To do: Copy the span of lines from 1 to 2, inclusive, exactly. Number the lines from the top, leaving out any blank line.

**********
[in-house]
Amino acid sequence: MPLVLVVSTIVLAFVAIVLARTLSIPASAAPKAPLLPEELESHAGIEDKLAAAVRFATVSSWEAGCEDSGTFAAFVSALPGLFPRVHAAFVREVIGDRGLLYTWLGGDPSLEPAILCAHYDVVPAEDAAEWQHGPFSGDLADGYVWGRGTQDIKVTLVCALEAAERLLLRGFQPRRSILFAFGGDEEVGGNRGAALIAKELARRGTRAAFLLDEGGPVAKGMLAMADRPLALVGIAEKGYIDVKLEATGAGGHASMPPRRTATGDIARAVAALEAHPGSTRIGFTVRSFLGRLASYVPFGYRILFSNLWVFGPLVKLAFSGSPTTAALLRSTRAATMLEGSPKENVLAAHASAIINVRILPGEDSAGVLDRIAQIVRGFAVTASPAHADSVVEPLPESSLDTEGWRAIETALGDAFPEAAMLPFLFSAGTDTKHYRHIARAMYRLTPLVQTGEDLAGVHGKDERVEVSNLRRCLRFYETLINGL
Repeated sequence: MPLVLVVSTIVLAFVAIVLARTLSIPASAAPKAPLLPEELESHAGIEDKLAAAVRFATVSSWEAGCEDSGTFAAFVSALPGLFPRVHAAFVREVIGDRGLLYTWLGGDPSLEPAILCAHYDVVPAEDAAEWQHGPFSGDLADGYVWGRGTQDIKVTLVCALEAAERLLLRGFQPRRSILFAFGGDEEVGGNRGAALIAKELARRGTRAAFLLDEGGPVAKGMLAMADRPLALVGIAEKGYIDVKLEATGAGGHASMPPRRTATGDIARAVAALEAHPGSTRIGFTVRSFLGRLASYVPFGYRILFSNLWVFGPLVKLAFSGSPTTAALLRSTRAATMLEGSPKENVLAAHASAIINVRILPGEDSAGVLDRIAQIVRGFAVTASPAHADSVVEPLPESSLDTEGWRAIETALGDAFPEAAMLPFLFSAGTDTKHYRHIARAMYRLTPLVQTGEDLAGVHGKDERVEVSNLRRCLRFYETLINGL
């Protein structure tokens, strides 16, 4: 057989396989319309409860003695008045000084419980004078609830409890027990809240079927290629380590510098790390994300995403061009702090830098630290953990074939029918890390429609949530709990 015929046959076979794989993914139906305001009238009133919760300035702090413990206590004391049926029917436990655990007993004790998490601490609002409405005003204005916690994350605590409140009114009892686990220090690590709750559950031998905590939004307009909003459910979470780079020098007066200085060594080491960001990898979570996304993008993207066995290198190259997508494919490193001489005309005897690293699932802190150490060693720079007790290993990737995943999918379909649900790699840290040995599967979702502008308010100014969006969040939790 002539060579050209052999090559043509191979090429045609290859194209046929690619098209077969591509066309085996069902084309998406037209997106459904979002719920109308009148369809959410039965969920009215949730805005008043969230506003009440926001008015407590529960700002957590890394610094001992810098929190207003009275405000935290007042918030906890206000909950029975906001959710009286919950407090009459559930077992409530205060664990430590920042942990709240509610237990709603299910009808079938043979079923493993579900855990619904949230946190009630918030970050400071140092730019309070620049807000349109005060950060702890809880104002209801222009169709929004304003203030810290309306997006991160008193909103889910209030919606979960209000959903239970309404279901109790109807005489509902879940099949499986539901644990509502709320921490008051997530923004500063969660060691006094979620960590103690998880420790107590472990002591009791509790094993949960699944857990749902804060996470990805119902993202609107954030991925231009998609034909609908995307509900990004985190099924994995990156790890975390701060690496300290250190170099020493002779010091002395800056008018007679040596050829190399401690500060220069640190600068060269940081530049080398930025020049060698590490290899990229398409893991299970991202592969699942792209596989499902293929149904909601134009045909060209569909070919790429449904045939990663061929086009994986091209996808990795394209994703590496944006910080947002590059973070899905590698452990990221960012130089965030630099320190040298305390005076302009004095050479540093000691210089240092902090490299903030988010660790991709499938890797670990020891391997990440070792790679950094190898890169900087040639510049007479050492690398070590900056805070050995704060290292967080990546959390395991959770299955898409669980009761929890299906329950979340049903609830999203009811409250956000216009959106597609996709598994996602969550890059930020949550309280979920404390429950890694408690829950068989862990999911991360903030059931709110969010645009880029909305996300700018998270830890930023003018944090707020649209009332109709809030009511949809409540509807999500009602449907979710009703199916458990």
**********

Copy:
[in-house]
Amino acid sequence: MPLVLVVSTIVLAFVAIVLARTLSIPASAAPKAPLLPEELESHAGIEDKLAAAVRFATVSSWEAGCEDSGTFAAFVSALPGLFPRVHAAFVREVIGDRGLLYTWLGGDPSLEPAILCAHYDVVPAEDAAEWQHGPFSGDLADGYVWGRGTQDIKVTLVCALEAAERLLLRGFQPRRSILFAFGGDEEVGGNRGAALIAKELARRGTRAAFLLDEGGPVAKGMLAMADRPLALVGIAEKGYIDVKLEATGAGGHASMPPRRTATGDIARAVAALEAHPGSTRIGFTVRSFLGRLASYVPFGYRILFSNLWVFGPLVKLAFSGSPTTAALLRSTRAATMLEGSPKENVLAAHASAIINVRILPGEDSAGVLDRIAQIVRGFAVTASPAHADSVVEPLPESSLDTEGWRAIETALGDAFPEAAMLPFLFSAGTDTKHYRHIARAMYRLTPLVQTGEDLAGVHGKDERVEVSNLRRCLRFYETLINGL